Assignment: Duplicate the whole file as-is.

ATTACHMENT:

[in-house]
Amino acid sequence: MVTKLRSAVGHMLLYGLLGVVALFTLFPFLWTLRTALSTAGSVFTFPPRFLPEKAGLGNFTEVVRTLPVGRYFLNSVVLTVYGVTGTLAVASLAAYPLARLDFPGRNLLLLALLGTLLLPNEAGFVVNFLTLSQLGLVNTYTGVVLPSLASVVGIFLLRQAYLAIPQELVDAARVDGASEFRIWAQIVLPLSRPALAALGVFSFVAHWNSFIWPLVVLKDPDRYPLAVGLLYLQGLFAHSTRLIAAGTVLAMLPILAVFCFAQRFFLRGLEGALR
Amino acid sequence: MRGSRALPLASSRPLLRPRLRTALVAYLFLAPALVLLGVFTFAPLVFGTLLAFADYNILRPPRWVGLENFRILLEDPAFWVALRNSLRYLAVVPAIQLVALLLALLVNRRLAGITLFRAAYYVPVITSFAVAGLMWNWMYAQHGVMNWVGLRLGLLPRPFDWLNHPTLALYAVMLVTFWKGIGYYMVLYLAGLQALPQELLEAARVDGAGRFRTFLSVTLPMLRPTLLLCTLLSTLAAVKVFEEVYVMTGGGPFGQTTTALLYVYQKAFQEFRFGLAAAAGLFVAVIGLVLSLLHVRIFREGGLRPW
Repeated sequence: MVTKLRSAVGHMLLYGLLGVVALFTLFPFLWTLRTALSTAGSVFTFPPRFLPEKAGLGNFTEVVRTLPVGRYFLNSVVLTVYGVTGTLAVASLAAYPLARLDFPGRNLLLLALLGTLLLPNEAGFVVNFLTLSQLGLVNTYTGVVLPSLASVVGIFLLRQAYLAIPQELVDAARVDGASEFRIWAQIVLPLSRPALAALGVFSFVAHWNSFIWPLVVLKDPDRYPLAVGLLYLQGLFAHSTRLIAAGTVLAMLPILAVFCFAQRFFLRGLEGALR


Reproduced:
[in-house]
Amino acid sequence: MVTKLRSAVGHMLLYGLLGVVALFTLFPFLWTLRTALSTAGSVFTFPPRFLPEKAGLGNFTEVVRTLPVGRYFLNSVVLTVYGVTGTLAVASLAAYPLARLDFPGRNLLLLALLGTLLLPNEAGFVVNFLTLSQLGLVNTYTGVVLPSLASVVGIFLLRQAYLAIPQELVDAARVDGASEFRIWAQIVLPLSRPALAALGVFSFVAHWNSFIWPLVVLKDPDRYPLAVGLLYLQGLFAHSTRLIAAGTVLAMLPILAVFCFAQRFFLRGLEGALR
Amino acid sequence: MRGSRALPLASSRPLLRPRLRTALVAYLFLAPALVLLGVFTFAPLVFGTLLAFADYNILRPPRWVGLENFRILLEDPAFWVALRNSLRYLAVVPAIQLVALLLALLVNRRLAGITLFRAAYYVPVITSFAVAGLMWNWMYAQHGVMNWVGLRLGLLPRPFDWLNHPTLALYAVMLVTFWKGIGYYMVLYLAGLQALPQELLEAARVDGAGRFRTFLSVTLPMLRPTLLLCTLLSTLAAVKVFEEVYVMTGGGPFGQTTTALLYVYQKAFQEFRFGLAAAAGLFVAVIGLVLSLLHVRIFREGGLRPW
Repeated sequence: MVTKLRSAVGHMLLYGLLGVVALFTLFPFLWTLRTALSTAGSVFTFPPRFLPEKAGLGNFTEVVRTLPVGRYFLNSVVLTVYGVTGTLAVASLAAYPLARLDFPGRNLLLLALLGTLLLPNEAGFVVNFLTLSQLGLVNTYTGVVLPSLASVVGIFLLRQAYLAIPQELVDAARVDGASEFRIWAQIVLPLSRPALAALGVFSFVAHWNSFIWPLVVLKDPDRYPLAVGLLYLQGLFAHSTRLIAAGTVLAMLPILAVFCFAQRFFLRGLEGALR